Is wellness marketing making people more anxious?

Research by Felicity and Ipsos explores the gap between brands' wellness messaging and consumer sentiment.

Spanning personal care, tourism and technology, the global wellness industry has grown by 20% over the last three years. In 2019, it reached US$4.5 trillion – around two-and-a-half times the size of Canada’s GDP – according to Global Wellness Institute figures cited in a report by Toronto agency Felicity that was released earlier this year.

And though the COVID-19 pandemic is believed to have accelerated many existing trends, including health and wellness, the agency believes “there are signs that all is not… well in wellness.”

The report, “Is Wellbeing Washed Up?,” was released in March and showed that there’s a significant gap “between how Canadians want to feel in terms of wellbeing marketing and their actual feelings,” says Felicity president Amy Laski.

She says there’s a 20 to 30 point gap between how consumers want to feel about wellness messaging – the most commonly cited words were hopeful, informed, confident and inspired – and how it actually makes them feel: 92% said health and wellness communications make them feel skeptical, overwhelmed, confused, discouraged or anxious.

“Two-thirds of Canadians want [brands] to take positive action in terms of their health and wellness,” says Laski. “Yet when they actually go to do something, it’s completely overwhelming to the point where many terms that brand marketers think would have meaning to Canadians actually don’t.”

For example, the term “all natural” was considered to be “insignificant” or “off-putting” to many Canadians, according to the research, and only 6% of respondents said the label natural/organic held the most meaning to them.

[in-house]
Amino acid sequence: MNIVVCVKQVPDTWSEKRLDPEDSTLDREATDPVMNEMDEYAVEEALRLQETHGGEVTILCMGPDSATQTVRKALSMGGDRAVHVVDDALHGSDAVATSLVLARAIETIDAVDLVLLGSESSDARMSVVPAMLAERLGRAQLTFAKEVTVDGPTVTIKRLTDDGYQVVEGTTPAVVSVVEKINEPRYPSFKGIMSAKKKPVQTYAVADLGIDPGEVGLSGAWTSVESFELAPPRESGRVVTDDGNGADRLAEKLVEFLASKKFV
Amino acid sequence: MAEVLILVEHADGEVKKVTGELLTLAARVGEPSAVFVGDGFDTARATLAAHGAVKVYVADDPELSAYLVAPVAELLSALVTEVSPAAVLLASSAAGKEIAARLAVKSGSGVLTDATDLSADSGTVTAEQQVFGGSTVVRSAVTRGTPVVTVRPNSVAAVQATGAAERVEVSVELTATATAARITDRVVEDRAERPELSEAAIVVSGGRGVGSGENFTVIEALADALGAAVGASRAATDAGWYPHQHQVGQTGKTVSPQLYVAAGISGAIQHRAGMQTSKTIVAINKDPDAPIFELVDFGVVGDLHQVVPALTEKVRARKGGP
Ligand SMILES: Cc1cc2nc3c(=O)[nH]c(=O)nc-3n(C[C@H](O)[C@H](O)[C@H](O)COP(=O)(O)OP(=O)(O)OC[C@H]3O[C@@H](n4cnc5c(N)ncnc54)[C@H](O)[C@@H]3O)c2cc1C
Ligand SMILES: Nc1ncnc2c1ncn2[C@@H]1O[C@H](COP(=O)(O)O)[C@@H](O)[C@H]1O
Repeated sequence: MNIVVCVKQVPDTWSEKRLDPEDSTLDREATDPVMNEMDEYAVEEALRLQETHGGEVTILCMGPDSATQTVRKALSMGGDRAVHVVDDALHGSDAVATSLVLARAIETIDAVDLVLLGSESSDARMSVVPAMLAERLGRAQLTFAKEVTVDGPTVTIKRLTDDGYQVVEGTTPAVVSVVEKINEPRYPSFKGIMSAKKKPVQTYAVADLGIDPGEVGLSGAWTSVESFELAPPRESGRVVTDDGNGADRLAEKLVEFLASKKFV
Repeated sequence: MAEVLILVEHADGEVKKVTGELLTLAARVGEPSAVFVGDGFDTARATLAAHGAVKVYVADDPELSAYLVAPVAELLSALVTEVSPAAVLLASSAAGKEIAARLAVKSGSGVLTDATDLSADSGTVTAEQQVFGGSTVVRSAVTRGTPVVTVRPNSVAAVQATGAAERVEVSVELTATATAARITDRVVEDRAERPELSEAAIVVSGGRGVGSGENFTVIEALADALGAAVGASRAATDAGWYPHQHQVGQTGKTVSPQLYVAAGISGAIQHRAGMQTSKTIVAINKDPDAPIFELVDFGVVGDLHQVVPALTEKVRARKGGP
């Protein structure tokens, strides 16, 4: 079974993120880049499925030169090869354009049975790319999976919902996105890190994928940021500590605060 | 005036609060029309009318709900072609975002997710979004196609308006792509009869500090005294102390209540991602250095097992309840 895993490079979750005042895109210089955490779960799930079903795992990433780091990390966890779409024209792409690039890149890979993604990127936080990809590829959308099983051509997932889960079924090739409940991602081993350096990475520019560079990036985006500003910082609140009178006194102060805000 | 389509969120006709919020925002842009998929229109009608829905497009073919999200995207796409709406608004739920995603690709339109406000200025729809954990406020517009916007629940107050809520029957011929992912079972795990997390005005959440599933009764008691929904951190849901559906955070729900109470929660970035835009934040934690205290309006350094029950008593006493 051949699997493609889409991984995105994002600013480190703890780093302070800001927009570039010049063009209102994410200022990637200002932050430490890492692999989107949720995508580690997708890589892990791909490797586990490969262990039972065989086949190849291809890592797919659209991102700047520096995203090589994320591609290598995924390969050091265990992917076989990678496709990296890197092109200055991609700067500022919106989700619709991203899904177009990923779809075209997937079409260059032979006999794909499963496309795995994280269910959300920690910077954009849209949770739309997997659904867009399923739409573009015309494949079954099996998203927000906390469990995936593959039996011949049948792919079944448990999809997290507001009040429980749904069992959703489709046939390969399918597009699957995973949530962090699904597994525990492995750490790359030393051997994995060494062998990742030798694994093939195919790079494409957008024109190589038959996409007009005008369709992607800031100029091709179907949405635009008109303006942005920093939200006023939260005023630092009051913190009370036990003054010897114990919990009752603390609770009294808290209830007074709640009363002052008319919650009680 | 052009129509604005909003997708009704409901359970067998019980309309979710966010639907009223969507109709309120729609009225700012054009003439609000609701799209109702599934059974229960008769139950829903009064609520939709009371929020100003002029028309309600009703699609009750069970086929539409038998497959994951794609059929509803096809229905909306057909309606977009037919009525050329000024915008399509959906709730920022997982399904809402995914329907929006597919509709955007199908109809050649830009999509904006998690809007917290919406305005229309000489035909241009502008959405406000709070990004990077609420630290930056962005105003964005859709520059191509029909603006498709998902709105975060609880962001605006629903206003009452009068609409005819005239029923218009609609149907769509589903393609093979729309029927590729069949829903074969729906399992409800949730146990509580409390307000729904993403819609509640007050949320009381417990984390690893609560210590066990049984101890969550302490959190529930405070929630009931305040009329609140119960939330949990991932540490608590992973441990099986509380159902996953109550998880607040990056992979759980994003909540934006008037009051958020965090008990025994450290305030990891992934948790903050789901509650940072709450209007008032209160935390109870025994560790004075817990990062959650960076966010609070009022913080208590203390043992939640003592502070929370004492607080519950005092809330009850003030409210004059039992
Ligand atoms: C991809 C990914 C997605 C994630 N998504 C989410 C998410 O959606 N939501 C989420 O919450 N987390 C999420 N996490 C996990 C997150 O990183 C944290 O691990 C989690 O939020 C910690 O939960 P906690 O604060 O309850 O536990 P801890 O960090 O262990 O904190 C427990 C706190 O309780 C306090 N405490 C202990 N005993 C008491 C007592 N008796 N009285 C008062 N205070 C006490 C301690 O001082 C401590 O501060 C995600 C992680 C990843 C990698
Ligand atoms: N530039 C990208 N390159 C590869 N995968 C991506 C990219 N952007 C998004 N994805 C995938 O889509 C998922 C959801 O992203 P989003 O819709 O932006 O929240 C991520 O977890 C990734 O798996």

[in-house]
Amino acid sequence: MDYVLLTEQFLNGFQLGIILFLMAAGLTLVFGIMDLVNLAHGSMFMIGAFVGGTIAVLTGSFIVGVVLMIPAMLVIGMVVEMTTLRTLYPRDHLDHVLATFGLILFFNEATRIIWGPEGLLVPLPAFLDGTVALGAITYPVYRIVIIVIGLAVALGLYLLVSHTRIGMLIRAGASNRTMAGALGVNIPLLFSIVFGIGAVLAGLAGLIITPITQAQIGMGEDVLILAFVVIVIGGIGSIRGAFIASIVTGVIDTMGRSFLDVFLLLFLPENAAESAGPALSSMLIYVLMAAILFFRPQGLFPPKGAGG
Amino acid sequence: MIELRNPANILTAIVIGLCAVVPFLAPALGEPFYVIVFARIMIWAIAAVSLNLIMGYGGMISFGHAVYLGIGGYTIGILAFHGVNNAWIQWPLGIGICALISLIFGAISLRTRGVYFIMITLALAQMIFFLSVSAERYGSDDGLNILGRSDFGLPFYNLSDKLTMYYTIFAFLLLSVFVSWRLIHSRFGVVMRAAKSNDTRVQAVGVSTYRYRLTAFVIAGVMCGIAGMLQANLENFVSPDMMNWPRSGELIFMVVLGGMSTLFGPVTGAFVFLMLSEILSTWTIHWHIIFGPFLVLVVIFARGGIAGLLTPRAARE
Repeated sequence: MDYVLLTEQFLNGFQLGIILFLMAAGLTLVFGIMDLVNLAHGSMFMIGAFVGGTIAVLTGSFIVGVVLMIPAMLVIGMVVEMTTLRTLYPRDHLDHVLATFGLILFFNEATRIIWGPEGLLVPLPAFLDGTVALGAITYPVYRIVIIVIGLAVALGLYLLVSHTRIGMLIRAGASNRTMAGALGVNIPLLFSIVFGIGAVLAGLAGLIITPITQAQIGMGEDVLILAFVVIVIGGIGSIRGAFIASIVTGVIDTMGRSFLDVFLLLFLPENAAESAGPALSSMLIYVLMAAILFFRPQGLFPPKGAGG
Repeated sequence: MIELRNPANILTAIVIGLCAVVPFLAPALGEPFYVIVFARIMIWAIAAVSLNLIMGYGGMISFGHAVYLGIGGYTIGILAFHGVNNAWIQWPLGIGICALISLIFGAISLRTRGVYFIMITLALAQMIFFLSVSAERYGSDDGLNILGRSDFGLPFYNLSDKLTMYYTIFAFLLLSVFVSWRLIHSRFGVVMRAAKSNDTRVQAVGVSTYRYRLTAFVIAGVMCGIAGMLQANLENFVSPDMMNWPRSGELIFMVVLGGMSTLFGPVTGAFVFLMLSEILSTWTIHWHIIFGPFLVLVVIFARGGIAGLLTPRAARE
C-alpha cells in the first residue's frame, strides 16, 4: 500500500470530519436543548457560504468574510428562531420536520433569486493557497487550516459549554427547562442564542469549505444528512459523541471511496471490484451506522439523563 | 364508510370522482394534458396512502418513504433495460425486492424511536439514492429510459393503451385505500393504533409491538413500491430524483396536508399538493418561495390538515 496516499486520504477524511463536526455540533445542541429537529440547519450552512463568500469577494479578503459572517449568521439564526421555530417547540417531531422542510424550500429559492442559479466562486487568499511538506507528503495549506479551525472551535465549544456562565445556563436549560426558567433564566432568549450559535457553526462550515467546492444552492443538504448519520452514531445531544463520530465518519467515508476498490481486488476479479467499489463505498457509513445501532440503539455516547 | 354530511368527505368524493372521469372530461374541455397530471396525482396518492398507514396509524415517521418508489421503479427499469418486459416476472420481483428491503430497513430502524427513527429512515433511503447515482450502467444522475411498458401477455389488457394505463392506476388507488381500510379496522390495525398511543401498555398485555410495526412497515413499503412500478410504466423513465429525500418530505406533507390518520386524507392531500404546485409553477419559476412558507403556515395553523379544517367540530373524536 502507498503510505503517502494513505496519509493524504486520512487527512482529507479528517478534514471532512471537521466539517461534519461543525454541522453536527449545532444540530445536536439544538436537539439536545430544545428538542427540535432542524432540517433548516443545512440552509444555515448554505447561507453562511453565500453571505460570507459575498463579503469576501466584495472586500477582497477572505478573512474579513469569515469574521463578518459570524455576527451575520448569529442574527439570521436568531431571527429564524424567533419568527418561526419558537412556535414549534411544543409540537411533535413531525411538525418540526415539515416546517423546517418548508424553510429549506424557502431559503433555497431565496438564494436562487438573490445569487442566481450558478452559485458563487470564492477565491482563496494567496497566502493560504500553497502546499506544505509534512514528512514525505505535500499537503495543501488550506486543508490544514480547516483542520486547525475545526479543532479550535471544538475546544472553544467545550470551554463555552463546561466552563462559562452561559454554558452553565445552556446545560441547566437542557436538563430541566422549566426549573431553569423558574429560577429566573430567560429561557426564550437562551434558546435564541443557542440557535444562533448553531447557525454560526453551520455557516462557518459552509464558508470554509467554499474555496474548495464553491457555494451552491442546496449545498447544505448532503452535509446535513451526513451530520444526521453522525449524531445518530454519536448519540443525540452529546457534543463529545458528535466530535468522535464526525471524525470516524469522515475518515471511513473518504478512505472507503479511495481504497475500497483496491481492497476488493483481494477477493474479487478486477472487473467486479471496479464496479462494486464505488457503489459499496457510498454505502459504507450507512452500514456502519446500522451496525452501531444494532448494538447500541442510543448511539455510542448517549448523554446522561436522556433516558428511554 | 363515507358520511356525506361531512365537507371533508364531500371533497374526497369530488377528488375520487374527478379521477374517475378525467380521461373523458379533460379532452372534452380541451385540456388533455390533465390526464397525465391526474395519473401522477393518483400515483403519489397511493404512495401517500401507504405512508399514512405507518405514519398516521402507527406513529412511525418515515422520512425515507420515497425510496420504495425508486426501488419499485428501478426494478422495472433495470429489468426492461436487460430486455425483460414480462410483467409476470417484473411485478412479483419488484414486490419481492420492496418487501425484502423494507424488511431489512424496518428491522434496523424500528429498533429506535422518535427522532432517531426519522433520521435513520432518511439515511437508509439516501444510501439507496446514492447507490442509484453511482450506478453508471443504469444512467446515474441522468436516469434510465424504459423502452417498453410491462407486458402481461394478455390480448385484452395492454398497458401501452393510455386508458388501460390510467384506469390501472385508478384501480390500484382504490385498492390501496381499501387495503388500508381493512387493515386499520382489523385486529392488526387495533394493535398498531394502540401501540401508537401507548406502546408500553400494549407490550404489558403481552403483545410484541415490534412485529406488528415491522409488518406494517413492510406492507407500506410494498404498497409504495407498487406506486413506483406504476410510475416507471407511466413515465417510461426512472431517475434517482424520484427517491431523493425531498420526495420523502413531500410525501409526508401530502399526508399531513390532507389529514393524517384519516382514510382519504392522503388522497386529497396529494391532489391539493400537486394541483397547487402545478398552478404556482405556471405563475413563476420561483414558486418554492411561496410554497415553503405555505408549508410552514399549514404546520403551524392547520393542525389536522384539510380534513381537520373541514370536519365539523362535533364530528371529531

That’s not to say the wellness industry has run its course.

Three-quarters of consumers believed it’s important for brands across all sectors to embrace wellness as part of their mission, and two-thirds believed brands needed a wellness angle to survive in the future, says Laski. “I think that’s probably even increased since COVID-19 hit.”

To succeed in their wellness communications, brands need to unpack wellness claims using simple and conventional language to help consumers understand what makes them stand out. For instance, based on research that showed 80% of consumers don’t know what organic actually means, Felicity client Organic Meadow created an explainer describing the difference between its organic dairy products and those of non-organic brands.

There’s also an opportunity to work with trusted sources on sharing information with consumers. When the research was first conducted, Canadians ranked health professionals and websites (92%), friends and family (87%) and mainstream media (54%) as their most-trusted sources of health and wellness information. So, to position clients in breakfast cereal as a nutritious option for families, Felicity worked with registered dieticians on a multi-market media tour.

“On the one hand, consumers are bombarded with communications directly from brands, so there’s a huge opportunity to explain and give meaning to what a brand is saying,” says Laski. “On the other hand, you look at who consumers trust for their information and at the top of that list are healthcare professionals, friends and family, mainstream media. So while brands can communicate directly with consumers, there’s still a desire [for], or a higher sense of trust in, trusted third-parties.”

Over the course of the pandemic, Laski says there’s been a shift in how consumers rank their claims, as they prioritize products that kill germs and boost immune systems, while attention paid to naturalness and sustainability has gone down. “Over time, that will probably level out or fall back towards where it was pre-COVID.”

As Felicity positions itself more explicitly as an agency for wellness brands, the shop has offered free advice to cash-strapped organizations unsure how to proceed amid COVID-19 or firms that have needed to reconsider how to get their product or service to market. And throughout and leading up to last week’s national Mental Health Week, the agency donated money to the Canadian Mental Health Association for every download of its report.